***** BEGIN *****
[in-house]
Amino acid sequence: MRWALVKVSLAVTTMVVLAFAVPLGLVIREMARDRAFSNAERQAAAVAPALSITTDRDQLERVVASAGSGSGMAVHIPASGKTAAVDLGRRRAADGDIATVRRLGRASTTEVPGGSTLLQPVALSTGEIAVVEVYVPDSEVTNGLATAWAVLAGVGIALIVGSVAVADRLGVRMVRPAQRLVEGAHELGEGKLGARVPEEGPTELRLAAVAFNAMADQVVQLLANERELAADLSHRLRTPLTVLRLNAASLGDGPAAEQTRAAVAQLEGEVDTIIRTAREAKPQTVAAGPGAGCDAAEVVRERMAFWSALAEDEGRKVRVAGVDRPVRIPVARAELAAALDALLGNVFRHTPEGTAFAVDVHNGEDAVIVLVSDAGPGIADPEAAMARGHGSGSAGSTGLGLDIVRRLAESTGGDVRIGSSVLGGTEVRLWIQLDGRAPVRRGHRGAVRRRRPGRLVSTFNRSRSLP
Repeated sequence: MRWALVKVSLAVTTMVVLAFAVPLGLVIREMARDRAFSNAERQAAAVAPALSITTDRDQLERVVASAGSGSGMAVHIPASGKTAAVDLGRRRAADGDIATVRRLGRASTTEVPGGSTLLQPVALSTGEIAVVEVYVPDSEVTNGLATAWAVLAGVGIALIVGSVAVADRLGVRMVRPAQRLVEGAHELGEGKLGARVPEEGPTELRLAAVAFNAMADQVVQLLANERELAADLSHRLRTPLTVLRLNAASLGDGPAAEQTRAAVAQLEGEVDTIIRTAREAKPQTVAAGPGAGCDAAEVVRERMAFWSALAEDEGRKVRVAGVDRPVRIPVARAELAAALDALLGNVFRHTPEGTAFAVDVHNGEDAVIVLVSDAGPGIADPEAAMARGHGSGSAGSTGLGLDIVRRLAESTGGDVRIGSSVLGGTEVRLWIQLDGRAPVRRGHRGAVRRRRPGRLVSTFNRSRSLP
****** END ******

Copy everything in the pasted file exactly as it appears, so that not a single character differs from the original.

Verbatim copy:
[in-house]
Amino acid sequence: MRWALVKVSLAVTTMVVLAFAVPLGLVIREMARDRAFSNAERQAAAVAPALSITTDRDQLERVVASAGSGSGMAVHIPASGKTAAVDLGRRRAADGDIATVRRLGRASTTEVPGGSTLLQPVALSTGEIAVVEVYVPDSEVTNGLATAWAVLAGVGIALIVGSVAVADRLGVRMVRPAQRLVEGAHELGEGKLGARVPEEGPTELRLAAVAFNAMADQVVQLLANERELAADLSHRLRTPLTVLRLNAASLGDGPAAEQTRAAVAQLEGEVDTIIRTAREAKPQTVAAGPGAGCDAAEVVRERMAFWSALAEDEGRKVRVAGVDRPVRIPVARAELAAALDALLGNVFRHTPEGTAFAVDVHNGEDAVIVLVSDAGPGIADPEAAMARGHGSGSAGSTGLGLDIVRRLAESTGGDVRIGSSVLGGTEVRLWIQLDGRAPVRRGHRGAVRRRRPGRLVSTFNRSRSLP
Repeated sequence: MRWALVKVSLAVTTMVVLAFAVPLGLVIREMARDRAFSNAERQAAAVAPALSITTDRDQLERVVASAGSGSGMAVHIPASGKTAAVDLGRRRAADGDIATVRRLGRASTTEVPGGSTLLQPVALSTGEIAVVEVYVPDSEVTNGLATAWAVLAGVGIALIVGSVAVADRLGVRMVRPAQRLVEGAHELGEGKLGARVPEEGPTELRLAAVAFNAMADQVVQLLANERELAADLSHRLRTPLTVLRLNAASLGDGPAAEQTRAAVAQLEGEVDTIIRTAREAKPQTVAAGPGAGCDAAEVVRERMAFWSALAEDEGRKVRVAGVDRPVRIPVARAELAAALDALLGNVFRHTPEGTAFAVDVHNGEDAVIVLVSDAGPGIADPEAAMARGHGSGSAGSTGLGLDIVRRLAESTGGDVRIGSSVLGGTEVRLWIQLDGRAPVRRGHRGAVRRRRPGRLVSTFNRSRSLP